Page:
Friday, July 10, 2009


Here we go… I am free to tell the rest of my slightly unorthodox story.

As I’ve mentioned in previous posts, I made my first trip to Brazil in November, 2005 to visit my then-boyfriend. Shortly after my second visit (March 2006) and first handful of Portuguese lessons, I knew I wanted to live here someday. But how? I started looking into visa options—and found…not many. Work visa? Difficult to come by with my background and Portuguese ability. Student visa? Actually, I didn’t research this one as much as I should have, and it’s the option I’d recommend now to similarly-minded adventurers. Tie the knot? I’ve already stated that I’m a romantic, but I am also enough of a realist to acknowledge that my relationship—which was deteriorating rapidly after my third visit in October of that year—was not sound enough to jump into anything so…significant. One day, grasping at straws to satisfy my belief that where there’s a will, there’s a way, I looked up the Portuguese word for “amnesty” in the dictionary. Controversial as it may be, my subsequent Googling revealed that Brazil had offered anistia to people in “irregular [visa] situations” (the Brazilian government is decorous enough to use that term rather than “illegal aliens”) in late 1988 and 1998. You see where I’m going with this…

I tucked that information into my back pocket and carried on working and saving, traveling on reconnaissance missions to cities in Brazil which I had laboriously ranked on criteria I deemed important; among them, crime, economics, transportation, green space, etc. I learned more about the law, which in early 2007 had been drafted and was floating around Congress, and the penalty for overstaying a tourist visa.

The guy and I split (for the last time [chuckle]) at the end of that year, but I hadn’t changed my dream. Among the items I packed in March, 2008 was a refrigerator magnet that reads, “Leap and the net will appear.” While you wrestle with the soundness of that statement in your head, I will throw in that my net has appeared—many times, in fact, over the last fifteen months.

· Contrary to any reasonable expectation, I found an apartment in four days.

· I met Victoria Winter by chance in a Facebook group before moving here, and she immediately became invaluable (in a myriad of ways, including quite simply, as a great friend and kindred spirit). Soon, my new circle of friends also exceeded my expectations.

· Progressing on a dream, I started writing for Galavanting. The exposure fed on itself and I’ve done interviews (in Portuguese even!) and won a little prize in an essay contest.

I have been safe and quite well entertained during my wait. All the while, I kept an eye on the forward and backward movements of the legislation. Before I close with the obvious good news, though, let me say it hasn’t been easy. I made a choice to come here and take a risk on finding sufficient work, on being uninsured, and unable to travel by plane—living on crossed fingers and hope. I wasn’t able to visit home when my very dear uncle passed away, nor when another family member underwent lung surgery. There have been many of nights of tears and self-doubt. I haven’t hugged my Dad in so long. And I am well aware that, compared to many immigrants around the world, my life has been positively charmed.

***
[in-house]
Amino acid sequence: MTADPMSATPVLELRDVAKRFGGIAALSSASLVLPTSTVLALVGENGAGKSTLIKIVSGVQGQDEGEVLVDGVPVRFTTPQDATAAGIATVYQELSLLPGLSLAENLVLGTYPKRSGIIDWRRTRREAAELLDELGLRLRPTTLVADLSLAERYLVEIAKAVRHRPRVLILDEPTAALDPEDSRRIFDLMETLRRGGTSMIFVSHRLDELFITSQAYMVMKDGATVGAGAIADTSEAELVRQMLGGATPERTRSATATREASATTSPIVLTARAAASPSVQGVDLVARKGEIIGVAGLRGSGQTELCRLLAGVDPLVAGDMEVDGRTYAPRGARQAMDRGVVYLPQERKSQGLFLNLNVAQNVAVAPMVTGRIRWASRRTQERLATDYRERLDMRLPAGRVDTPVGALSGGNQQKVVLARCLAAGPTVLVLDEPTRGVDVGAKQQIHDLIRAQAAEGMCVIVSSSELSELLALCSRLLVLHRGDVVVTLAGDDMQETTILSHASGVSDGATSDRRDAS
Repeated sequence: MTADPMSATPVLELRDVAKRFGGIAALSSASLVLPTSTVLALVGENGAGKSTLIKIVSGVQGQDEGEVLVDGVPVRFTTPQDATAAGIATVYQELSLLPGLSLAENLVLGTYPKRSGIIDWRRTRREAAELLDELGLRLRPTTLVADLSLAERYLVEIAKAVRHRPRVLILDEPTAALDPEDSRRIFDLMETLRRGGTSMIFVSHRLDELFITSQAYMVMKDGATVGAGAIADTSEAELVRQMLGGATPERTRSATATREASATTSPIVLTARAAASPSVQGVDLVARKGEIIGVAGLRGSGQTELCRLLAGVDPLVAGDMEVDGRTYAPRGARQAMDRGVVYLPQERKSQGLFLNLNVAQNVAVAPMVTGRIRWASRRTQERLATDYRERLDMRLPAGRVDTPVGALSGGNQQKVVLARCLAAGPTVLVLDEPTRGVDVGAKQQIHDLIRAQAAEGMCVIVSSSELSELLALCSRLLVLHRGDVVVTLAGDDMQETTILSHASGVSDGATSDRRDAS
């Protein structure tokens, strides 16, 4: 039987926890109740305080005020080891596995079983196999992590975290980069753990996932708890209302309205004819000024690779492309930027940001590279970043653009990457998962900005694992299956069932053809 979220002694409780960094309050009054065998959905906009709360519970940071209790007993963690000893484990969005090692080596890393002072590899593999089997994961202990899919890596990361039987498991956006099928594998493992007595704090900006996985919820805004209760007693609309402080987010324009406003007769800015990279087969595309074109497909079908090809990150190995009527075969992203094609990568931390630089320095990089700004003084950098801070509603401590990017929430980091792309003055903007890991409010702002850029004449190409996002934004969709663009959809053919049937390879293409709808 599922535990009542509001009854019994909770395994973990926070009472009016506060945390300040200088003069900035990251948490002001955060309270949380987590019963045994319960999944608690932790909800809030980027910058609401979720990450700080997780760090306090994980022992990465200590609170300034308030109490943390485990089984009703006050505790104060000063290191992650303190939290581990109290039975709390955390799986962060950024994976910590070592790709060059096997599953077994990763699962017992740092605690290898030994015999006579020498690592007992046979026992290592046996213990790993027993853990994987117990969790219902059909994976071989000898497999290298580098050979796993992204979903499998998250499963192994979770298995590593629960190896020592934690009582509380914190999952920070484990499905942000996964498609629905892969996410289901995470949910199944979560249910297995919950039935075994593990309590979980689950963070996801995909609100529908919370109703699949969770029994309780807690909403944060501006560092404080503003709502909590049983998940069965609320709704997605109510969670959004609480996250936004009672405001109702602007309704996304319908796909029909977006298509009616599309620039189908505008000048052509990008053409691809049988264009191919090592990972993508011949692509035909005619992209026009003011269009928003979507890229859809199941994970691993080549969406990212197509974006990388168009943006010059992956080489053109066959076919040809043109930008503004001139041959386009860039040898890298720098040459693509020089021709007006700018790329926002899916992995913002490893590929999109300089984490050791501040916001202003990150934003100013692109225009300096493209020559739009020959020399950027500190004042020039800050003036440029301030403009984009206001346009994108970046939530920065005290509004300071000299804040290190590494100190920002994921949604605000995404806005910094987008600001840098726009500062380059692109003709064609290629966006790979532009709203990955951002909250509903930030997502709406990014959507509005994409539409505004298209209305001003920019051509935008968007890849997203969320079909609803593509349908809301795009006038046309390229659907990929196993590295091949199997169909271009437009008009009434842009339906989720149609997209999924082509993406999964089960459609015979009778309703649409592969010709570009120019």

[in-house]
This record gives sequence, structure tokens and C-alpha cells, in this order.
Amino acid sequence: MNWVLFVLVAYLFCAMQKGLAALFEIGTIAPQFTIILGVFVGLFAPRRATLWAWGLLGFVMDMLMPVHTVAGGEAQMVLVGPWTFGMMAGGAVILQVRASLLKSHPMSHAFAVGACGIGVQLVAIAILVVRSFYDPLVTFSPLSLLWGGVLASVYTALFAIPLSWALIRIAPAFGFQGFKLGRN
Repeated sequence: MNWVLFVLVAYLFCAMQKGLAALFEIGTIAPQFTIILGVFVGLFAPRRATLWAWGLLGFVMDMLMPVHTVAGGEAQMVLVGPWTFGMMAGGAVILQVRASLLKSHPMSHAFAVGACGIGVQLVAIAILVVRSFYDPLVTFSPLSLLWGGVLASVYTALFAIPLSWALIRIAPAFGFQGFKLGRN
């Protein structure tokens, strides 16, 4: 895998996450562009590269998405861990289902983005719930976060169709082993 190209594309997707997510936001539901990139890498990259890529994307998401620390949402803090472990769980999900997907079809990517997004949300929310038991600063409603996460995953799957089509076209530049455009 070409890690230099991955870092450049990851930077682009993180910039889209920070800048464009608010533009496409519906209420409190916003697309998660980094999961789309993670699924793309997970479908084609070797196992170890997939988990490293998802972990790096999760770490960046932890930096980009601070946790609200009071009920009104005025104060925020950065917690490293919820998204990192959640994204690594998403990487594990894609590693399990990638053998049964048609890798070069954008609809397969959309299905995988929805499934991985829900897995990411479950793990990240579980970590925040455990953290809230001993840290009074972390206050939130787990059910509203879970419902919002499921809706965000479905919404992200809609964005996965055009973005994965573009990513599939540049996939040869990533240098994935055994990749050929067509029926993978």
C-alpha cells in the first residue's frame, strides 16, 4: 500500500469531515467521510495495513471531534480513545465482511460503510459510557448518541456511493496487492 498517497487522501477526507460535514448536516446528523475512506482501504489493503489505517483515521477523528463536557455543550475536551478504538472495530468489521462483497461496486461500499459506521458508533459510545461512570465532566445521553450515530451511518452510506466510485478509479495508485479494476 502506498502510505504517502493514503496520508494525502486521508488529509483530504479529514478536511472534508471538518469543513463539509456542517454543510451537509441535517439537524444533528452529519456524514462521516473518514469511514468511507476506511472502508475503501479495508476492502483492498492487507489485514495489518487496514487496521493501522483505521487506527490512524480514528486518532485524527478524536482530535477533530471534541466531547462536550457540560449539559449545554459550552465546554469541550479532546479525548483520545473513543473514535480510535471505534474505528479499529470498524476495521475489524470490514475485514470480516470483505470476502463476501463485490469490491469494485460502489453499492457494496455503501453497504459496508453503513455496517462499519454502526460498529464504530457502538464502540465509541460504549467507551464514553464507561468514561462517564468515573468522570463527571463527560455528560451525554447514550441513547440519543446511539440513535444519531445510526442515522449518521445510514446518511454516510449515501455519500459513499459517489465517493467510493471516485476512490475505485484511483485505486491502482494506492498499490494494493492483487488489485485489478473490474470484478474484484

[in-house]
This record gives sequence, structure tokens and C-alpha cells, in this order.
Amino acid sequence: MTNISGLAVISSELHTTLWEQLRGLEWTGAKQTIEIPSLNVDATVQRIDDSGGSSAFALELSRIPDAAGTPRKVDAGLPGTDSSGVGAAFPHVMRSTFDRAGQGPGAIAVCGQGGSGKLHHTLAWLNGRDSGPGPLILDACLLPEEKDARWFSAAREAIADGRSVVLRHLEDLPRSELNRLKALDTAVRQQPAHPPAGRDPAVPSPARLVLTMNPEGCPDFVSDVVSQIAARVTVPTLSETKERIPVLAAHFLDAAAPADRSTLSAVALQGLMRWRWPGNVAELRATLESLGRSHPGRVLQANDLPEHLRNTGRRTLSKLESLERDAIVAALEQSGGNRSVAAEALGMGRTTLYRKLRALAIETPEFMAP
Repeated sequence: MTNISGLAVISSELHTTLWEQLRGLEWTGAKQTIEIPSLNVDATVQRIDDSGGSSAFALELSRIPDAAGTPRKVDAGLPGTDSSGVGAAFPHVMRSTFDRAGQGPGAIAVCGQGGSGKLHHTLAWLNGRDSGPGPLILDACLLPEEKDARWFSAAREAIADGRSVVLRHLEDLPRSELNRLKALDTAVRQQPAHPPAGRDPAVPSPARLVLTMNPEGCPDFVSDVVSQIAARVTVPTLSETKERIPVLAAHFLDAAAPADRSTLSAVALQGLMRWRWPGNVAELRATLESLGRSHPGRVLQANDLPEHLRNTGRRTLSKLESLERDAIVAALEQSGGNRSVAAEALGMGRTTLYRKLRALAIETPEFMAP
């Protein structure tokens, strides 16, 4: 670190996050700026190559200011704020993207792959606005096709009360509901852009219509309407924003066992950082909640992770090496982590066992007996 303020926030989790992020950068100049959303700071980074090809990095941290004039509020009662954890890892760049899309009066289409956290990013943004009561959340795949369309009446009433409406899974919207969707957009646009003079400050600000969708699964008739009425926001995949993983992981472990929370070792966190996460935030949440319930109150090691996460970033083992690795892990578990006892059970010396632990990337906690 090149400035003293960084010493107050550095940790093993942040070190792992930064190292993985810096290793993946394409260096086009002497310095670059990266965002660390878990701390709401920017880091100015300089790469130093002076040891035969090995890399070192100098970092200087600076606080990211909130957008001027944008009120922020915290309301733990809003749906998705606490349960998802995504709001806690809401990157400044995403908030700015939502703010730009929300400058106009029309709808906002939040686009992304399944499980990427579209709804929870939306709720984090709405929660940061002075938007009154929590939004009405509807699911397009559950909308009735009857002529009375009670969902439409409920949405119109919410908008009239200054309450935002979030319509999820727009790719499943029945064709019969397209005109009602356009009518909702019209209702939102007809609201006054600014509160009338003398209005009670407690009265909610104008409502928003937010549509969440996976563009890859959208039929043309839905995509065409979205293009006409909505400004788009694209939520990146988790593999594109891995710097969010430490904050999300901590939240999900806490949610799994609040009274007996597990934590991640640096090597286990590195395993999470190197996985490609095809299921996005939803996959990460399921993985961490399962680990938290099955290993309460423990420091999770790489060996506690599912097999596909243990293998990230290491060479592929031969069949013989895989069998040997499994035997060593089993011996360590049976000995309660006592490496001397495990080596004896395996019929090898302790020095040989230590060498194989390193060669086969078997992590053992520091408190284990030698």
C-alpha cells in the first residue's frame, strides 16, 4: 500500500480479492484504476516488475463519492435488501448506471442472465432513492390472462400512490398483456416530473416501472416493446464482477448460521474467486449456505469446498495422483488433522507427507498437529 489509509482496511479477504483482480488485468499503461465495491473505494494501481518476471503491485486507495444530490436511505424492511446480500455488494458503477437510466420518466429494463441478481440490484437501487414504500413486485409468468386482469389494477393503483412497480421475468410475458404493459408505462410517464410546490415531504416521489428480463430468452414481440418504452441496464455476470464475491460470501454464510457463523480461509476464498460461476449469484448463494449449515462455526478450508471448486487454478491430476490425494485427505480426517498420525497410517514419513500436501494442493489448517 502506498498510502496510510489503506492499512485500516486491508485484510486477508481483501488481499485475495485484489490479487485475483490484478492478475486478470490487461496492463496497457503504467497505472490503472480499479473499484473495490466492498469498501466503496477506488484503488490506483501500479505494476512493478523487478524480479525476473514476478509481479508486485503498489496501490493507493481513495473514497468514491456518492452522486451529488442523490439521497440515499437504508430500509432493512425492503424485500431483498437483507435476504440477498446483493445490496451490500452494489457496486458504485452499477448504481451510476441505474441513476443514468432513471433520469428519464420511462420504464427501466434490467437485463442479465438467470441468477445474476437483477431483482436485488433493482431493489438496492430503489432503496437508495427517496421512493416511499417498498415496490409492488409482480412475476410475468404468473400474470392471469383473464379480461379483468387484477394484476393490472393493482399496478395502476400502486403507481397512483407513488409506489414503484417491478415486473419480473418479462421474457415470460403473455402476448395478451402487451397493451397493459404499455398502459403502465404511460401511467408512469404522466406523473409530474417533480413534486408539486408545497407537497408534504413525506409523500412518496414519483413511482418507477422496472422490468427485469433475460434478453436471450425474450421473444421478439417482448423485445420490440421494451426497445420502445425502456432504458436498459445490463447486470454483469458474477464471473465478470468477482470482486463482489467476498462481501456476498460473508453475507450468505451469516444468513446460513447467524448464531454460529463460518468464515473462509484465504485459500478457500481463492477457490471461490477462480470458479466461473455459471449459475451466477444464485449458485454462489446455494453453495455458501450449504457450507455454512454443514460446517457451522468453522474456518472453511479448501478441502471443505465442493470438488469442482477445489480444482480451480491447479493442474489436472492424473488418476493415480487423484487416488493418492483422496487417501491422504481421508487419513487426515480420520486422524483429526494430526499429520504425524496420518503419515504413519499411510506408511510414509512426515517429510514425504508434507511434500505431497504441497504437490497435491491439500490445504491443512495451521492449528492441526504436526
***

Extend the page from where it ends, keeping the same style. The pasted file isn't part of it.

That said, I am thrilled to tell you what happened this week. On July 2nd, President Lula signed the amnesty law, which was published the next day in the Diario Oficial, making it, well, official! I went—very nervously—to the Policía Federal (DPF) on Monday, accompanied by my friend Tatiana (bless her). There, Agent Mauro politely instructed me to wait a bit (as the procedures hadn’t trickled down from the Justice Ministry in Brasilia yet), but also put me at ease that my documents seemed in order and I shouldn’t have any trouble.

I went back to the DPF early this morning and waited my turn. I expected it to be Visit 2 of… Many. I spoke to Agent BenHur—no, I’m not kidding—and he was as pleasant as can be! All my documents still in order, except for one addition to the protocol—a Consular Certificate indicating my parents’ names (why my official birth certificate and official translation by an official government translator didn’t suffice I’ll never know). BenHur directed me to visit Debra in the ConsuladoJunior” back in Centro.

I call it the Consulado Jr. because it’s a mini-version of the normal U.S. Consulate, since the nearest of “real one” is in São Paulo. Debra was gracious and fast with the document, and we made lunch plans for next week! From there, I literally ran (now tasting the possibility of completing the entire process before noon) to the oft-visited Lotérica to pay the fees and take my comprovante (proof). After a quick taxi jaunt back to the DPF, I skipped the line (at my man BH’s instruction), and handed in my papers. Twenty minutes later I was met in the waiting room by my new BFF, you guessed it—BenHur, and given my Protocolo and a run-down of my new rights as a resident of Brazil. I stayed a few more minutes to be fingerprinted—before rushing off to indulge in steak and fries, and chocolate cake a la mode—in an unexpected celebration with my good friend, Victoria.

Now, I feel free. Free to share more about my life here, free to travel and have entirely new Brazilian experiences, and free to talk about the other parts of expat life—like work and taxes!

Bring it on!

More-Loquinha-than-you-thought, eh?